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My 1918 US Colt/Australian/Turkish Vickers Mk.1 Medium Machine Gun

Article about: Here is the story and a few pictures of my "1918 US Colt/Australian/Turkish Vickers Mk.1 Medium Machine Gun". During WWI, Colt had a contract with the Imperial Russian government t

  1. #11
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    The only factory Colt Vickers to have an "A" prefix serial number are the balloon busters. The factory Colt 1914 Vickers ground guns never had an "A" prefix serial number. In the distant past, people were mating balloon buster right side plates to Colt Vickers ground gun parts and passing off the result as a factory original Colt 1914 Vickers ground gun. The value of an original Colt 1914 Vickers ground gun is twice that of a balloon buster side plate Vickers.

  2. #12
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    I am guessing that any aircraft guns had an A prefix. My info on A marked Lewis guns came from the Collector Grade book The Belgium Rattlesnake. Mine was converted back to a ground gun I supposed when the Vickers aircraft guns came into wide spread use. Mine is marked A 21X

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  3. #13
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    Quote by samnev View Post
    I am guessing that any aircraft guns had an A prefix. My info on A marked Lewis guns came from the Collector Grade book The Belgium Rattlesnake. Mine was converted back to a ground gun I supposed when the Vickers aircraft guns came into wide spread use. Mine is marked A 21X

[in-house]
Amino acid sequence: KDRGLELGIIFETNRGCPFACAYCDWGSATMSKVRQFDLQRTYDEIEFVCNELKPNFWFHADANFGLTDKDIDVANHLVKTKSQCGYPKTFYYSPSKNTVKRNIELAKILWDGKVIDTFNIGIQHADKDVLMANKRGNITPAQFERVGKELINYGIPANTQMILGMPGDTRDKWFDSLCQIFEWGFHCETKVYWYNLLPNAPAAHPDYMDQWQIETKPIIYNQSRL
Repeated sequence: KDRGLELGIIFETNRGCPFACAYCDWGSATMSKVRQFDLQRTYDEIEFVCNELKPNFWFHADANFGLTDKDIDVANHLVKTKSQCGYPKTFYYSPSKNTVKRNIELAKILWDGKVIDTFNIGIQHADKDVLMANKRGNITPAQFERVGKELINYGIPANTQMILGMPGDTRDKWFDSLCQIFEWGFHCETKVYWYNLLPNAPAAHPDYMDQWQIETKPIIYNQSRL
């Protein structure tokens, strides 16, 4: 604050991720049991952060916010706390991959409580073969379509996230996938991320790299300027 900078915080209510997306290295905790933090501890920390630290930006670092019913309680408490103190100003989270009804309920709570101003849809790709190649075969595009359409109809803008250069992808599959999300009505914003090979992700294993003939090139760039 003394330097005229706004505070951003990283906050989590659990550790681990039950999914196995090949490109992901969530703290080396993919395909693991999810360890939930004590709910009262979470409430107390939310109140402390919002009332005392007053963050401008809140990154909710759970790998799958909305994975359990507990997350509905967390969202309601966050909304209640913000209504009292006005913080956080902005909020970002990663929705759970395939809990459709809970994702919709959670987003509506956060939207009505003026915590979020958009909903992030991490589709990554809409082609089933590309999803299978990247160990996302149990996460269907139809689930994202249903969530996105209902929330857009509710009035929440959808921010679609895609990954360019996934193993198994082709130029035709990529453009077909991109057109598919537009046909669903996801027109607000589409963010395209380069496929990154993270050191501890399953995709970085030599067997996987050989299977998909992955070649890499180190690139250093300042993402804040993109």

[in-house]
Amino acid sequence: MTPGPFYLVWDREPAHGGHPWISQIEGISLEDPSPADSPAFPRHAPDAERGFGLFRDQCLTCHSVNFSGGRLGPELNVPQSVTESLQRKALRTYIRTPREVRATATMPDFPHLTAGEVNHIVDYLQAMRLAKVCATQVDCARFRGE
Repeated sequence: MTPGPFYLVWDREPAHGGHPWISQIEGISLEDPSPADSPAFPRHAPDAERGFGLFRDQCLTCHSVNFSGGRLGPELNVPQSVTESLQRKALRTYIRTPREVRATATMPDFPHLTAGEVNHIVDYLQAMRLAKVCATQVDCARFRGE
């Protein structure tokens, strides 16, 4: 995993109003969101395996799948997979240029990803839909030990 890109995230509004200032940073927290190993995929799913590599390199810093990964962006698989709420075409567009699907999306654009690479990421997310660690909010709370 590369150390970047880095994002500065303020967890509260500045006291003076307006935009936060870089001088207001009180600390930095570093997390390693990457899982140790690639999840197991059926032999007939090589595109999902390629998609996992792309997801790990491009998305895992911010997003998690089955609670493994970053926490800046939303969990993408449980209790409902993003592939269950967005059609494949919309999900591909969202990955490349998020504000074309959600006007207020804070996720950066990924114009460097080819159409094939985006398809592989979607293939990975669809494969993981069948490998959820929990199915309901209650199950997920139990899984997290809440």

Nice Lewis! One of my shooting buddies has an original BSA Lewis ground gun.

    Why the "A" prefix was specified/chosen is a mystery to me. But I do have another funky observation of the Vickers versus a Browning 1917A1. I have a conversion setup to shoot 8mm ammo in my '17A1 and it runs very well. But, I get a lot of stinky, sooty, blow-by in the '17A1 receiver box. It's a real pain in the a$$ to clean my '17A1 after a shoot if I fire 8mm. When I shoot the exact same 8mm ammo (Romanian surplus steel case) in my Vickers all is well. The Vickers receiver box is squeaky clean. I find this very interesting indeed. Some have told me that the Romanian steel cases are not sealing the combustion chamber adequately. Others have said the '17A1 is opening the breech a fraction of a second sooner than that of the Vickers and the steel case doesn't have time to form a good seal. I guess both explanations are viable, maybe, sort of. I have no clue.

  4. #14
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    Yes it was a great shooting Lewis. I just sold it and my Navy Lewis. I had both of them for 15 years and never so much as a hiccup. Getting to old to lug them around.

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